The development of different taxonomies for describing rural America is central to policy relevant research, policy analysis, political debate, and the implementation of federal and state programs. The most popular rural classification systems are:
- Rural-Urban Commuting Areas (RUCAs) (Census Tract and ZIP code based)
- Office of Management and Budget’s Metropolitan and Non Metropolitan Areas (county-based)
- Census Bureau’s Urban and Rural definitions (Census tract-based on population and density)
- Department of Agriculture Economic Research Service’s Rural-Urban Continuum Codes (sometimes called the Beale Codes – county-based employing OMB metro status, county urban population, and commuting)
- Department of Agriculture Economic Research Service’s Urban Influence Codes (county-based employing OMB metro status, size of largest city/town, and commuting)
- Department of Agriculture Economic Research Service’s County Typology Codes (county-based employing OMB metro status and various county demographic factors – e.g., persistant poverty status)
- Isserman Urban-Rural Density Typology (county-based).
- Goldsmith Reclassification (Census tract-based for large area counties employing 1980 Census place and commuting information)
- There are many rural and urban classification systems used for individual states (e.g., Washington State Generalist Health Service Areas)
- In addition, there are many other less frequently used rural and urban categorizations (see additional references). In addition, there is a whole group of other taxonomies aimed at creating service areas (e.g., Department of Agriculture's Commuting Zones and Labor Markets, Dartmouth Hospital Service Areas, Rand McNally Trade Areas, and Dartmouth Primary Care Services Areas (PCSAs).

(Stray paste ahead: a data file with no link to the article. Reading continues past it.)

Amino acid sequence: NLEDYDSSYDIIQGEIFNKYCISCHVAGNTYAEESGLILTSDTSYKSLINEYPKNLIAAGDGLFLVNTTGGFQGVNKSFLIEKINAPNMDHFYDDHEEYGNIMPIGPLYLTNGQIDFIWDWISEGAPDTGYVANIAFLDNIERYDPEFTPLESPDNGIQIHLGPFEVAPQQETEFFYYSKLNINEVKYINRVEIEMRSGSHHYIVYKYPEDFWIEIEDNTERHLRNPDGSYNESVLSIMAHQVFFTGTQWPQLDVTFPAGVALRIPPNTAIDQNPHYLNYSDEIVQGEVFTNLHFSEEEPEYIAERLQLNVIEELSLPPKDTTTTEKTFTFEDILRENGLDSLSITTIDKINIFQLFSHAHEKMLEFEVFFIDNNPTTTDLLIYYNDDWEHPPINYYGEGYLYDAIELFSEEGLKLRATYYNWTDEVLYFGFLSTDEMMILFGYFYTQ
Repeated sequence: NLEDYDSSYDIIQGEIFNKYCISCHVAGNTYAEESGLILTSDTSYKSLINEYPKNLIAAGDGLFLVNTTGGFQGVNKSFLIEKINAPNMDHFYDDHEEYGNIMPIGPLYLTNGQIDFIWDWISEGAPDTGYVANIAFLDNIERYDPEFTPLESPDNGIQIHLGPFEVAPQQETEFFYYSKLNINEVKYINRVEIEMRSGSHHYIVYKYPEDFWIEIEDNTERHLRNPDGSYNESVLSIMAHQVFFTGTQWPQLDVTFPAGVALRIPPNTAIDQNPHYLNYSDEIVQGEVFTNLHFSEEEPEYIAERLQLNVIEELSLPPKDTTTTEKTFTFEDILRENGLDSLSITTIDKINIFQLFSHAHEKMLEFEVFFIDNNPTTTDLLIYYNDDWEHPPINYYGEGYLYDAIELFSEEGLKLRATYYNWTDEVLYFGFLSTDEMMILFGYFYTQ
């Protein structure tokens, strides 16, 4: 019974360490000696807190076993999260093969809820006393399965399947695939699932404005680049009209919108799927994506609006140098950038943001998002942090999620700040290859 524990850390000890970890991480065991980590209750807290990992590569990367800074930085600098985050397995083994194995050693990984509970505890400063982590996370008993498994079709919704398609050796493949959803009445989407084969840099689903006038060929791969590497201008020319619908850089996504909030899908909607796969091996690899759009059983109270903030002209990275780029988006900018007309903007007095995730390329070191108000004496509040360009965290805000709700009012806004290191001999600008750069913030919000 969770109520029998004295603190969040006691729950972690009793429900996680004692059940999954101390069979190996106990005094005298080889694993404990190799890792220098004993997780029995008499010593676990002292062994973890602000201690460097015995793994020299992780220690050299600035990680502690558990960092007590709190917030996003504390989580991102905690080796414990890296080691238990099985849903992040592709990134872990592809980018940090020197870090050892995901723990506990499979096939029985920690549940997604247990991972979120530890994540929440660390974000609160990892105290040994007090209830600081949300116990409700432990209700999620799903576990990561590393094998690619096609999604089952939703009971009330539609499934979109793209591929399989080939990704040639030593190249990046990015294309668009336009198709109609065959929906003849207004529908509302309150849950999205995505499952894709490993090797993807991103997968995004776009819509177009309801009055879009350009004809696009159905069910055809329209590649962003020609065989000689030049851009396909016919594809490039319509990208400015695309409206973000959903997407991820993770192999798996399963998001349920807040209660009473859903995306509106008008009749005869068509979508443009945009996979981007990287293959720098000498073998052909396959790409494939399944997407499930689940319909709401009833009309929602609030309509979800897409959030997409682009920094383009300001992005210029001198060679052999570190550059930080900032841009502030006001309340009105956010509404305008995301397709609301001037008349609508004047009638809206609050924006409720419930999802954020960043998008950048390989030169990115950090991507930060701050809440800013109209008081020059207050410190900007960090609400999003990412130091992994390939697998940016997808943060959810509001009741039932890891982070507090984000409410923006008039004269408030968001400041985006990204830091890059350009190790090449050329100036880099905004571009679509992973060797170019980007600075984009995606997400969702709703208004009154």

- National Center for Frontier Communities Consensus Frontier Definition
Why We Need a New Taxonomy
- Most of current definitions of rural are based on county boundaries, which results in substantial under and over bounding of urban areas (rural areas being lumped with large urban areas).
- Many current definitions are dichotomies and do not appropriately take into account the great variation across rural areas.
- Policy and study definitions should fit unique needs.
- There is no universal “only” or “best” definition.
- The concept of rural is nebulous at best.
- The RUCA codes provide policy makers and researchers with a sub county alternative that categorizes all of the nation's Census tracts with standard criteria.
- The RUCA Codes are a classification system that allows users to tailor the codes to their needs taking functional relationships, density, and population into account.
- The ZIP code version of the RUCAs provides a sub-county alternative rural/urban taxonomy that uses a geographic unit (ZIP code area) that is readily available on many health care data sets.
- The RUCA Codes are based on standard Census Bureau commuting data and Urbanized Area and Urban Cluster definitions.
- The RUCA Codes provide a scheme that allows federal and state programs and research to be better targeted across the spectrum of rural places.